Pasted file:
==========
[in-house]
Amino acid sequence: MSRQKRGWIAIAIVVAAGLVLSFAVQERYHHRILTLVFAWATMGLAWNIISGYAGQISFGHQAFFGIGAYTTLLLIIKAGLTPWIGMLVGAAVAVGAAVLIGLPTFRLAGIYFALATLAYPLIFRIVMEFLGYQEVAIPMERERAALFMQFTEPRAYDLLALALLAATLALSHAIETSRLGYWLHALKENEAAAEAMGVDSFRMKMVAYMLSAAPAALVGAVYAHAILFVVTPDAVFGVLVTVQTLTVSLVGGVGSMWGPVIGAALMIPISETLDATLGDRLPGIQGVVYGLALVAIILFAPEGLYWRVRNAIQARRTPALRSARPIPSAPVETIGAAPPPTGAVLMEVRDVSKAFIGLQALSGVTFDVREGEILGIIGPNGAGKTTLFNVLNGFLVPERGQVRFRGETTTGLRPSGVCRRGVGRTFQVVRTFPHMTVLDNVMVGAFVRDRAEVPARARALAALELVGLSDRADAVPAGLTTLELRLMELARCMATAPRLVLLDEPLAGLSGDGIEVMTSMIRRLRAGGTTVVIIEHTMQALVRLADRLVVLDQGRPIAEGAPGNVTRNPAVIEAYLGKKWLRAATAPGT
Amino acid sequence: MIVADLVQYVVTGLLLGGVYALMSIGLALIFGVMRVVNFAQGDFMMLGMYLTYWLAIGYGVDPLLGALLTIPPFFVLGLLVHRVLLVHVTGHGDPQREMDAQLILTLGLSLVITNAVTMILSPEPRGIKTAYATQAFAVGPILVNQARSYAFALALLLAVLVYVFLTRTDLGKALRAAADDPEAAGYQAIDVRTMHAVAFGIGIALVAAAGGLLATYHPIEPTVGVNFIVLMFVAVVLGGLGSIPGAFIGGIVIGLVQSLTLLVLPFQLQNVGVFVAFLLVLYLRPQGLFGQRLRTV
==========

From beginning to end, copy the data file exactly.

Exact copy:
[in-house]
Amino acid sequence: MSRQKRGWIAIAIVVAAGLVLSFAVQERYHHRILTLVFAWATMGLAWNIISGYAGQISFGHQAFFGIGAYTTLLLIIKAGLTPWIGMLVGAAVAVGAAVLIGLPTFRLAGIYFALATLAYPLIFRIVMEFLGYQEVAIPMERERAALFMQFTEPRAYDLLALALLAATLALSHAIETSRLGYWLHALKENEAAAEAMGVDSFRMKMVAYMLSAAPAALVGAVYAHAILFVVTPDAVFGVLVTVQTLTVSLVGGVGSMWGPVIGAALMIPISETLDATLGDRLPGIQGVVYGLALVAIILFAPEGLYWRVRNAIQARRTPALRSARPIPSAPVETIGAAPPPTGAVLMEVRDVSKAFIGLQALSGVTFDVREGEILGIIGPNGAGKTTLFNVLNGFLVPERGQVRFRGETTTGLRPSGVCRRGVGRTFQVVRTFPHMTVLDNVMVGAFVRDRAEVPARARALAALELVGLSDRADAVPAGLTTLELRLMELARCMATAPRLVLLDEPLAGLSGDGIEVMTSMIRRLRAGGTTVVIIEHTMQALVRLADRLVVLDQGRPIAEGAPGNVTRNPAVIEAYLGKKWLRAATAPGT
Amino acid sequence: MIVADLVQYVVTGLLLGGVYALMSIGLALIFGVMRVVNFAQGDFMMLGMYLTYWLAIGYGVDPLLGALLTIPPFFVLGLLVHRVLLVHVTGHGDPQREMDAQLILTLGLSLVITNAVTMILSPEPRGIKTAYATQAFAVGPILVNQARSYAFALALLLAVLVYVFLTRTDLGKALRAAADDPEAAGYQAIDVRTMHAVAFGIGIALVAAAGGLLATYHPIEPTVGVNFIVLMFVAVVLGGLGSIPGAFIGGIVIGLVQSLTLLVLPFQLQNVGVFVAFLLVLYLRPQGLFGQRLRTV